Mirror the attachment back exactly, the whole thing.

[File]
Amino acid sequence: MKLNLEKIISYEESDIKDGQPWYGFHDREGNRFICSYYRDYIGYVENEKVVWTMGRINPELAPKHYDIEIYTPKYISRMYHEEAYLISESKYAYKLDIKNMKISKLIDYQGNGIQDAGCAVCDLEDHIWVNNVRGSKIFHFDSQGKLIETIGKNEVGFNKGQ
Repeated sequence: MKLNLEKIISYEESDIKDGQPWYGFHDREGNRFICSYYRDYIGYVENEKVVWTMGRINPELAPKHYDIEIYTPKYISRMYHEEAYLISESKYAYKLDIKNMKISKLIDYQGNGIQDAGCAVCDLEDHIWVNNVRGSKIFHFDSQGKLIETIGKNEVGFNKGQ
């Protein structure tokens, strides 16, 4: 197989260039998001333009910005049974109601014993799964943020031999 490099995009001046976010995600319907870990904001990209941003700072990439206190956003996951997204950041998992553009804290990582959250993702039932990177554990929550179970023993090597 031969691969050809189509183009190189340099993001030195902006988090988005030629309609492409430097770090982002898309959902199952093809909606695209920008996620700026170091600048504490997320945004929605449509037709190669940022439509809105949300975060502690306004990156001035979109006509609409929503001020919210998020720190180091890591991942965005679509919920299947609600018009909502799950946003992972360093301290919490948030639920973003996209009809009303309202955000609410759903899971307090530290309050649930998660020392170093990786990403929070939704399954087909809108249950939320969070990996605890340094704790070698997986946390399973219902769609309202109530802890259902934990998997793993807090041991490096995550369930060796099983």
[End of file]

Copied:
Amino acid sequence: MKLNLEKIISYEESDIKDGQPWYGFHDREGNRFICSYYRDYIGYVENEKVVWTMGRINPELAPKHYDIEIYTPKYISRMYHEEAYLISESKYAYKLDIKNMKISKLIDYQGNGIQDAGCAVCDLEDHIWVNNVRGSKIFHFDSQGKLIETIGKNEVGFNKGQ
Repeated sequence: MKLNLEKIISYEESDIKDGQPWYGFHDREGNRFICSYYRDYIGYVENEKVVWTMGRINPELAPKHYDIEIYTPKYISRMYHEEAYLISESKYAYKLDIKNMKISKLIDYQGNGIQDAGCAVCDLEDHIWVNNVRGSKIFHFDSQGKLIETIGKNEVGFNKGQ
């Protein structure tokens, strides 16, 4: 197989260039998001333009910005049974109601014993799964943020031999 490099995009001046976010995600319907870990904001990209941003700072990439206190956003996951997204950041998992553009804290990582959250993702039932990177554990929550179970023993090597 031969691969050809189509183009190189340099993001030195902006988090988005030629309609492409430097770090982002898309959902199952093809909606695209920008996620700026170091600048504490997320945004929605449509037709190669940022439509809105949300975060502690306004990156001035979109006509609409929503001020919210998020720190180091890591991942965005679509919920299947609600018009909502799950946003992972360093301290919490948030639920973003996209009809009303309202955000609410759903899971307090530290309050649930998660020392170093990786990403929070939704399954087909809108249950939320969070990996605890340094704790070698997986946390399973219902769609309202109530802890259902934990998997793993807090041991490096995550369930060796099983």